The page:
Facing Race in Child Welfare
Children of color—especially Black and Native American children—enter foster care at higher rates than White children and stay in care longer. Research in some places has found that, even when cases are similar, families of color are treated differently than White families.
Change is possible when child welfare systems, parents and communities confront race in child welfare and take action. This issue explores parents’ perspectives and roles in reform.
The Color of Hope
Race can affect whether parents get the support to overcome.
Race to the Top
Paying attention to race in child welfare is a first step to system change.
Like The Sky Being Blue
When I started working in child welfare, I was shocked by the institutional racism.
First You Have to Gain Our Trust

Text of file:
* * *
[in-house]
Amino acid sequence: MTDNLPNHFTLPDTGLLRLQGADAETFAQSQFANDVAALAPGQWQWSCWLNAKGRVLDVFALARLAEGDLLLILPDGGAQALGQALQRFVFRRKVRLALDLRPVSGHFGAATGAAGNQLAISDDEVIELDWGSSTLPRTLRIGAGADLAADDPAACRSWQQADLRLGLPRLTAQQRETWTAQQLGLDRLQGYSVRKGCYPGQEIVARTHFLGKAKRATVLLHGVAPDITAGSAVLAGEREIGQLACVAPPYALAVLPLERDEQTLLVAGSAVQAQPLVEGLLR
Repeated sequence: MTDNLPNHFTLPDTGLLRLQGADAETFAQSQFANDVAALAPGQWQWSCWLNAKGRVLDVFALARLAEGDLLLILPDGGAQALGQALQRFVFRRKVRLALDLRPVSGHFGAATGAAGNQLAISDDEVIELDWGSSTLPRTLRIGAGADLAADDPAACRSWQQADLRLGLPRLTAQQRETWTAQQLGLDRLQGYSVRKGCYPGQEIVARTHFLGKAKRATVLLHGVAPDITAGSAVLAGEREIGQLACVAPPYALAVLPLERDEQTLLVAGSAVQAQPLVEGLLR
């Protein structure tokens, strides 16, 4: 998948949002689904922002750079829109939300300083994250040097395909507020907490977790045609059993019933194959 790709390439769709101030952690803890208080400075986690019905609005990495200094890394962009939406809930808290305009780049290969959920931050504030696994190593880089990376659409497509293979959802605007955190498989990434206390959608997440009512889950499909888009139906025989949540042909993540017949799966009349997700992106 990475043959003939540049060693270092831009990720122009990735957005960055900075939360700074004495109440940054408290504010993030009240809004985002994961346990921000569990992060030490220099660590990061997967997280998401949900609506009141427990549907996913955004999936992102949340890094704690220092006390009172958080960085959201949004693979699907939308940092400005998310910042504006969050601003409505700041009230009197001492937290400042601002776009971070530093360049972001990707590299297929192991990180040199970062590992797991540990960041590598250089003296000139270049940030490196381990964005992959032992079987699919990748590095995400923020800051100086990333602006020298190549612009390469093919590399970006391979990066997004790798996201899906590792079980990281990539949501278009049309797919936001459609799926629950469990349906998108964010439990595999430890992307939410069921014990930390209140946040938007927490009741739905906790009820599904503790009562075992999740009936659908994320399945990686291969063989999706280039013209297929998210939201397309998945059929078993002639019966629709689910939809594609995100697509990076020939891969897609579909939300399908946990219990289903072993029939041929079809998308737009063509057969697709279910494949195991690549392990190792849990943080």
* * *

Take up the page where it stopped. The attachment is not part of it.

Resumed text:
Parents’ prescriptions for keeping kids of color out of foster care.
Parents and community leaders are key in reducing Black children in foster care.
Black, Male, Addicted–and Underestimated
The child welfare system assumed I didn’t belong in my children’s lives.
Order of Protection
Free legal services before removal can keep poor children safe at home.
‘Let All That Is Indian Within You Die’
Recognizing America’s brutal legacy with Native American families.
The Courage to Tell Their Stories
In South Dakota, Native Americans organize for change.
At the Table
Involving parent advocates before removal can help prevent unnecessary placements.
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